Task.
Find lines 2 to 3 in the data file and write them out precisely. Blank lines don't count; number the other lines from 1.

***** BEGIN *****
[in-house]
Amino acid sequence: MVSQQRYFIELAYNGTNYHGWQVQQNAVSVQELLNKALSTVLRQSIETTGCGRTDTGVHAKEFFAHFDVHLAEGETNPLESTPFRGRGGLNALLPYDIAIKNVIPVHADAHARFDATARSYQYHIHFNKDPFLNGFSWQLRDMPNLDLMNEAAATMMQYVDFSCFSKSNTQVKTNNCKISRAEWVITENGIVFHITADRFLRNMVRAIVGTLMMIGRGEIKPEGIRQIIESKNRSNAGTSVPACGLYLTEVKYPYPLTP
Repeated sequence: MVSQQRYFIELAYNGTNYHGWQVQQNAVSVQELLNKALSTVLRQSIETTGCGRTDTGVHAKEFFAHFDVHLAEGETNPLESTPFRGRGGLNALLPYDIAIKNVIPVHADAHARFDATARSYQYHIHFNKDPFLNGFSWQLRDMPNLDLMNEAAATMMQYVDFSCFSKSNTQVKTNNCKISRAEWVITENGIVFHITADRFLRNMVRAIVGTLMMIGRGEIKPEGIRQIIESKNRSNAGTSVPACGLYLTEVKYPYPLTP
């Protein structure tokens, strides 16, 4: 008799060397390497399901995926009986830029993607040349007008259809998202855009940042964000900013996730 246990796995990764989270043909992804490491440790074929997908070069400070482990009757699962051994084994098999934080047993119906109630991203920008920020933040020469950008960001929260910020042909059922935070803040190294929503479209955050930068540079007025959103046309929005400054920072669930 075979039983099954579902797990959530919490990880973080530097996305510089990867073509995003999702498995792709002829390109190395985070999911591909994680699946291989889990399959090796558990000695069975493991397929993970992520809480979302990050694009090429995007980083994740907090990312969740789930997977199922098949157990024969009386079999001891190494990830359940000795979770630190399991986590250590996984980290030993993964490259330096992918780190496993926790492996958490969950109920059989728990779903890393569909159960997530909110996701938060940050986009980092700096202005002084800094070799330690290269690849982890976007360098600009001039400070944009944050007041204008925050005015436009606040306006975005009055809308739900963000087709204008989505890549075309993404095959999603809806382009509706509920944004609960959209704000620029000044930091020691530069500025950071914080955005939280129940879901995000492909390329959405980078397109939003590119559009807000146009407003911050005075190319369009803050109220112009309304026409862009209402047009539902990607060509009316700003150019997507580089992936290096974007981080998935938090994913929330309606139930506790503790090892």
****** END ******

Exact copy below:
Amino acid sequence: MVSQQRYFIELAYNGTNYHGWQVQQNAVSVQELLNKALSTVLRQSIETTGCGRTDTGVHAKEFFAHFDVHLAEGETNPLESTPFRGRGGLNALLPYDIAIKNVIPVHADAHARFDATARSYQYHIHFNKDPFLNGFSWQLRDMPNLDLMNEAAATMMQYVDFSCFSKSNTQVKTNNCKISRAEWVITENGIVFHITADRFLRNMVRAIVGTLMMIGRGEIKPEGIRQIIESKNRSNAGTSVPACGLYLTEVKYPYPLTP
Repeated sequence: MVSQQRYFIELAYNGTNYHGWQVQQNAVSVQELLNKALSTVLRQSIETTGCGRTDTGVHAKEFFAHFDVHLAEGETNPLESTPFRGRGGLNALLPYDIAIKNVIPVHADAHARFDATARSYQYHIHFNKDPFLNGFSWQLRDMPNLDLMNEAAATMMQYVDFSCFSKSNTQVKTNNCKISRAEWVITENGIVFHITADRFLRNMVRAIVGTLMMIGRGEIKPEGIRQIIESKNRSNAGTSVPACGLYLTEVKYPYPLTP